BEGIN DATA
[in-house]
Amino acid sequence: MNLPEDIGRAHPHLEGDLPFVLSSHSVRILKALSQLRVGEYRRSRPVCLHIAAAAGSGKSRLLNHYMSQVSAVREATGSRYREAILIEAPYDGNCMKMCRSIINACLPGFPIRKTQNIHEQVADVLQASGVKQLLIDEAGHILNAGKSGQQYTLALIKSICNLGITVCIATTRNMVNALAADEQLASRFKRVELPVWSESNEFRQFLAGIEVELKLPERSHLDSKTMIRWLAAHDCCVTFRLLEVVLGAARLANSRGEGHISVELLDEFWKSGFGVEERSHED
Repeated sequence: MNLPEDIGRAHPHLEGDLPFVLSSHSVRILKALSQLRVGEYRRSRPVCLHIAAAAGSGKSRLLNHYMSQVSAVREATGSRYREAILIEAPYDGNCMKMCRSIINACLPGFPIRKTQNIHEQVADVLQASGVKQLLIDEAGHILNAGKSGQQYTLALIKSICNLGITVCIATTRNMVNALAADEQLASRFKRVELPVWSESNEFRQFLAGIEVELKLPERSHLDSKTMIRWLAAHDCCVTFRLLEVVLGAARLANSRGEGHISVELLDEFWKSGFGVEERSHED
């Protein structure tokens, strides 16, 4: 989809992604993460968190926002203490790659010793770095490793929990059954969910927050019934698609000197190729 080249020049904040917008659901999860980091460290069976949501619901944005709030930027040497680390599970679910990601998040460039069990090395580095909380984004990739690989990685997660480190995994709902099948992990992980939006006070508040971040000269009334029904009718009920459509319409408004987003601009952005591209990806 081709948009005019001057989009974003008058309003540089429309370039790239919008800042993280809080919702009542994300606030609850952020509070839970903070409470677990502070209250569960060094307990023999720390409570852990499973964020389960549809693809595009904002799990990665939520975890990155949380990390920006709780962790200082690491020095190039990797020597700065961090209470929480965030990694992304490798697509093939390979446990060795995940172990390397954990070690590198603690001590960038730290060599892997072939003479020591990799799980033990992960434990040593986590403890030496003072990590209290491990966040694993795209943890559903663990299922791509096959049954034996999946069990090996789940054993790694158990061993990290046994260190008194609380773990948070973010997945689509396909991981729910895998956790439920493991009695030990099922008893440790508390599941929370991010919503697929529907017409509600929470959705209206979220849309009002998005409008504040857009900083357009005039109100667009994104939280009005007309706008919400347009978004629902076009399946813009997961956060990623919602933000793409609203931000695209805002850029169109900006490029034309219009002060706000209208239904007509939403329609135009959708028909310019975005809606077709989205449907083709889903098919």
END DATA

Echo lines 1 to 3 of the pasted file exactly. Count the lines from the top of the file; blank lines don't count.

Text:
[in-house]
Amino acid sequence: MNLPEDIGRAHPHLEGDLPFVLSSHSVRILKALSQLRVGEYRRSRPVCLHIAAAAGSGKSRLLNHYMSQVSAVREATGSRYREAILIEAPYDGNCMKMCRSIINACLPGFPIRKTQNIHEQVADVLQASGVKQLLIDEAGHILNAGKSGQQYTLALIKSICNLGITVCIATTRNMVNALAADEQLASRFKRVELPVWSESNEFRQFLAGIEVELKLPERSHLDSKTMIRWLAAHDCCVTFRLLEVVLGAARLANSRGEGHISVELLDEFWKSGFGVEERSHED
Repeated sequence: MNLPEDIGRAHPHLEGDLPFVLSSHSVRILKALSQLRVGEYRRSRPVCLHIAAAAGSGKSRLLNHYMSQVSAVREATGSRYREAILIEAPYDGNCMKMCRSIINACLPGFPIRKTQNIHEQVADVLQASGVKQLLIDEAGHILNAGKSGQQYTLALIKSICNLGITVCIATTRNMVNALAADEQLASRFKRVELPVWSESNEFRQFLAGIEVELKLPERSHLDSKTMIRWLAAHDCCVTFRLLEVVLGAARLANSRGEGHISVELLDEFWKSGFGVEERSHED